1. Simulation of Space Habitat

1.1. Mass Flow Analysis of Controlled Ecological Life Support Systems (CELSS) 

A Controlled Ecological Life Support System (CELSS) is a self-supporting life support system for space stations and colonies based on physicochemical and biological systems. It consists of humans, animals, plants, and a controlled recycling system. Plants supply food to the humans or reproduce water and gases by photosynthesis, while controlled recycling systems recycle waste from humans and plants physicochemically. We developed a dynamic simulation model for analyzing the mass flow of a CELSS. We applied the modeling method to mass flow analysis and designed a control system for a Closed Ecological Experiment System (CEEF) at the Institute for Environmental Sciences (IES).

Fig. 1 Closed Ecological Experiment System (CEEF) cited from the IES web page

1.2. Habitation Experiment at Mars Desert Research Station

The Mars Desert Research Station (MDRS), owned and operated by the Mars Society, is a full-scale analog facility in Utah that supports Earth-based research in pursuit of the technology, operations, and science required for human space exploration. (http://mdrs.marssociety.org/home/about-mdrs accessed Nov. 29, 2015)

In 2013, Mars Society Japan selected the members for Team Nippon, which I served as commander. The team consisted of six crewmembers and conducted a two-week habitation experiment regarding space habitat, space food, and extravehicular activity (EVA) on Mars surface in 2014.

Fig. 2 Crewmembers on Crew 137 at MDRS

1.3. Thermo-fluid Analysis in Habitat

The first cylinder-shaped space colony was proposed by G. O’Neill in 1974 and named “Island Three”. It measured 6.2 km in diameter and 30 km in length. It was designed for up to ten million people to live in it. The cylinder rotated 0.55 rpm to create an artificial gravity of 1 g.

The inside wall of the cylinder was divided into six equal-area sections that ran the length of the cylinder. The sections alternated between habitable land surfaces and transparent windows with three of each in total. Each window had a movable mirror installed to reflect sun light. It could artificially create days, nights, and seasons. Matsuda’s research on the space colony predicted that the temperature difference between the habitable land sections and window sections caused air to circulate by window-wind that originated from the window sections and blew towards to the land sections.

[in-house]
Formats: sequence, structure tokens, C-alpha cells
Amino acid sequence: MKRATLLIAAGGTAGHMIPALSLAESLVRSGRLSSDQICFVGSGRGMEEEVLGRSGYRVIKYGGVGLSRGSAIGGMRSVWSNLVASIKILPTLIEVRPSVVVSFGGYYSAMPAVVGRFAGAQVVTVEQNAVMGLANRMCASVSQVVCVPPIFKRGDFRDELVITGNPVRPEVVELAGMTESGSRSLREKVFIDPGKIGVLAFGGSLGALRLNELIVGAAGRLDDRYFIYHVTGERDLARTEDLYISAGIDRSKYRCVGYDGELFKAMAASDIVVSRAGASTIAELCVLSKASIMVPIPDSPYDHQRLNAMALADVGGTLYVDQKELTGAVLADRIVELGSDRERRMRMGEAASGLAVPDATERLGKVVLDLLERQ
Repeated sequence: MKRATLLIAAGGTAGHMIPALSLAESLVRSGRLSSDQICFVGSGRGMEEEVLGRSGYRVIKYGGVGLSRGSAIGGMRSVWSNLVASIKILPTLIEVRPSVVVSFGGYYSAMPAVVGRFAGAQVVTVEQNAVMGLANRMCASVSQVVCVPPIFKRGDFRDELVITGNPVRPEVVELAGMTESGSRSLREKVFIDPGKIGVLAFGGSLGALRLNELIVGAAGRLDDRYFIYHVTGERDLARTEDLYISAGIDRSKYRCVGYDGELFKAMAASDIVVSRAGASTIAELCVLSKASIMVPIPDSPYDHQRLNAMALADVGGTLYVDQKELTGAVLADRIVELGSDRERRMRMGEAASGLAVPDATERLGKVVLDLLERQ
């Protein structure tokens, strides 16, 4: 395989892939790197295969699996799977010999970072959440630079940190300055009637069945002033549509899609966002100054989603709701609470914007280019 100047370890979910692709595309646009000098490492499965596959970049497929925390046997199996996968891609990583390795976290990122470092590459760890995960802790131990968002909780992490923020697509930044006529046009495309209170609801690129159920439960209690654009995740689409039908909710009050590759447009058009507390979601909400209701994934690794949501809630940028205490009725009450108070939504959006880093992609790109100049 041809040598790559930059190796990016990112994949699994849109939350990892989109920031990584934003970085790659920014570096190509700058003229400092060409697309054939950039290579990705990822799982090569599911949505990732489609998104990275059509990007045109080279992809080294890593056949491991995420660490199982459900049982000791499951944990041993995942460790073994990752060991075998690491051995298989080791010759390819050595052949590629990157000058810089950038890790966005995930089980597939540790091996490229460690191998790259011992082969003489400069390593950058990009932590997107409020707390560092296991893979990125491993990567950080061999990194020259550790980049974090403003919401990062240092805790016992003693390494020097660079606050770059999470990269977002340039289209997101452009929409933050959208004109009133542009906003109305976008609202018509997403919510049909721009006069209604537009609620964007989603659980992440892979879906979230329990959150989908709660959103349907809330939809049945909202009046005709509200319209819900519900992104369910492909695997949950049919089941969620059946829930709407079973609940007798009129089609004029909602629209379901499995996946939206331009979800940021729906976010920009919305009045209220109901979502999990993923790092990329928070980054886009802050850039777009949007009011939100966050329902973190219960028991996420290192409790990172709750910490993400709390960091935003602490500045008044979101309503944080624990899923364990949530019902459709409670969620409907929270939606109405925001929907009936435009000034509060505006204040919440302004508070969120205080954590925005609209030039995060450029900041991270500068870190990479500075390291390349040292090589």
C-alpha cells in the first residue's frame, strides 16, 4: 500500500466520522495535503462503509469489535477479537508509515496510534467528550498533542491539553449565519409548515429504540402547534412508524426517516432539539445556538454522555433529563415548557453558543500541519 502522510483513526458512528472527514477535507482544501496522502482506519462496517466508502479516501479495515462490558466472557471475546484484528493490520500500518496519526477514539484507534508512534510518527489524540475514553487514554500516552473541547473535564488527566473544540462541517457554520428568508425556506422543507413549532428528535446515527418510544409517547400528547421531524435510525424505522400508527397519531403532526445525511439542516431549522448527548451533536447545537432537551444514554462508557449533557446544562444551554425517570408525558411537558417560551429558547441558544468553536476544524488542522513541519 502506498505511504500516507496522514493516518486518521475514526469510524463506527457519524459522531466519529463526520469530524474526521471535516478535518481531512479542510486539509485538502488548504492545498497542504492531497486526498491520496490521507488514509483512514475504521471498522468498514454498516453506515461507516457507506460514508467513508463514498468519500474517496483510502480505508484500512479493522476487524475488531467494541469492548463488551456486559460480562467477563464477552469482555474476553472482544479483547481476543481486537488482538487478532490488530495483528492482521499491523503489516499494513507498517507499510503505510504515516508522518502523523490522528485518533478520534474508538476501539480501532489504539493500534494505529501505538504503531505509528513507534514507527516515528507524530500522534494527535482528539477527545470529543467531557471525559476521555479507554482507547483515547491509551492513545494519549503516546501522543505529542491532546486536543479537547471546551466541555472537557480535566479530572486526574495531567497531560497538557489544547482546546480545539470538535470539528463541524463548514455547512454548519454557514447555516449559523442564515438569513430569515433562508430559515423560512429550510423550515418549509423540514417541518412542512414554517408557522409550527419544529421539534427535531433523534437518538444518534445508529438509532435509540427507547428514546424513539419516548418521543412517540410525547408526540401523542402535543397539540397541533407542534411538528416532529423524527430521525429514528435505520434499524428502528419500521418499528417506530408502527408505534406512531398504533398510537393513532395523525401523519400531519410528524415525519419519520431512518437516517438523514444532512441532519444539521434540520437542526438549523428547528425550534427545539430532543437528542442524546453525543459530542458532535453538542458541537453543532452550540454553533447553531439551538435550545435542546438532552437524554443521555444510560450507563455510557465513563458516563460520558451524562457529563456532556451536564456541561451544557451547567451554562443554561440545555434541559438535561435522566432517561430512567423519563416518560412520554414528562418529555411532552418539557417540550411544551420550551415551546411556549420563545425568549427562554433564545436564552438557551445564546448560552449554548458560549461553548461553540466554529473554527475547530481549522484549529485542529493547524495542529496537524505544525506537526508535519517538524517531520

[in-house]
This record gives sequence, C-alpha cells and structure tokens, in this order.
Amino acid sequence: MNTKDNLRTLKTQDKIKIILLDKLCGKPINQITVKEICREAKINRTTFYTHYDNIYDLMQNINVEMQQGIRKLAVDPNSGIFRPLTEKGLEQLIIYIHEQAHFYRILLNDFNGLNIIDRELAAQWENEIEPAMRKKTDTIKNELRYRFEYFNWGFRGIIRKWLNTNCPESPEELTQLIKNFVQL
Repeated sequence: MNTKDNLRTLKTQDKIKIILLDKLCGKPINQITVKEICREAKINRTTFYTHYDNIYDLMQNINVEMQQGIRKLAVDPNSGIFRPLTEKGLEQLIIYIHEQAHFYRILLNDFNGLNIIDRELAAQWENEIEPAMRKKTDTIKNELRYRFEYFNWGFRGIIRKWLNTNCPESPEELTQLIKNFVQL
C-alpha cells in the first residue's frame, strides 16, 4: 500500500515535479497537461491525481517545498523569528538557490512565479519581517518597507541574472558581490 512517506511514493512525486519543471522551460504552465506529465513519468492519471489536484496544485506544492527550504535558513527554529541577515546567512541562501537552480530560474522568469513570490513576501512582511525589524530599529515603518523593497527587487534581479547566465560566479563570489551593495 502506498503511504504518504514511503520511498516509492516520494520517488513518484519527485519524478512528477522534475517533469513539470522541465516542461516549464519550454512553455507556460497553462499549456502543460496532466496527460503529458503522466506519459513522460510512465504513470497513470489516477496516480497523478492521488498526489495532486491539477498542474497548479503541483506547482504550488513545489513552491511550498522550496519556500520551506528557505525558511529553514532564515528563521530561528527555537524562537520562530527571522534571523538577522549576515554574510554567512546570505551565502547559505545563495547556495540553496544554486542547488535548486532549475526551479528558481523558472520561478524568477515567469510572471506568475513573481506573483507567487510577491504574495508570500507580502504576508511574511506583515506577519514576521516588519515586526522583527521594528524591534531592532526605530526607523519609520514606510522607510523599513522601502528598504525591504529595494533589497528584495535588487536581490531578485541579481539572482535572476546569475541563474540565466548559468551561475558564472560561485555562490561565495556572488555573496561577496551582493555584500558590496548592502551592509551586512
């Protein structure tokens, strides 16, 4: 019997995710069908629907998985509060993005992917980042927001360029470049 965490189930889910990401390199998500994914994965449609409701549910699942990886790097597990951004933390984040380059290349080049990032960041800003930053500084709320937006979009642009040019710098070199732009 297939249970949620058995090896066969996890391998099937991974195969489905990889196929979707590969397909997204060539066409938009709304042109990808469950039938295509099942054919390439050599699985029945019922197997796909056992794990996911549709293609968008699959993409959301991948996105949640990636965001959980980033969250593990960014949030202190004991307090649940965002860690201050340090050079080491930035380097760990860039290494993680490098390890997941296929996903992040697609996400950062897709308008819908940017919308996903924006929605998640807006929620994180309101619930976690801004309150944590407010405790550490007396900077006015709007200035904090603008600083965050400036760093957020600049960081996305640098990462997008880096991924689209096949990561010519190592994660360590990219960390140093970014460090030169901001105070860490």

I developed a Computer Fluid Dynamics (CFD) model for the Island Three space colony using OpenFoam, an open source CFD software package. I verified and validated the numerical model and analyzed ideal environmental conditions for humans and crops by changing the heat flux from outside sunlight. The model could trace air transfer, heat transfer, and carbon dioxide diffusion under artificial gravity.

Fig. 3 Carbon dioxide diffusion in Island Three

2. Design and Control of Space Habitat System 

We developed a design support tool and scheduling method for an Environment Control and Life Support System (ECLSS). The latest version of the tool, named SICLE (Simulator of Material Circulation Control System), was developed by Space Systems Development Corporation (SSD). Mass flow analysis of food production, food supply, and recycling of water, air, and waste was conducted using the SICLE. It can be applied to design research and control research for an ECLSS.

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Fig. 4 Snapshot of SICLE provided by SSD

3. Planetary Surface Exploration 

I developed a rover routing method using Dijkstra algorithm. I applied it to a rover routing problem on the lunar surface based on KAGUYA’s laser altitude data. In addition, we are developing a planetary surface exploration system to support extravehicular activity (EVA) on Mars’s surface based on lessons learned from results obtained from Crew 137 in 2014. The system will consist of unmanned rovers, manned rovers, crew, and reconnaissance aircraft. A part of this system will be tested by Crew 165 at MDRS in 2016
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Fig. 5 Rover route on lunar surface calculated using Dijkstra algorithm

Fig. 6 Extravehicular activity using an All Terrain Vehicle (ATV) by Crew 137 at MDRS

Fig. 7 Altitude and speed changes of crew expedition


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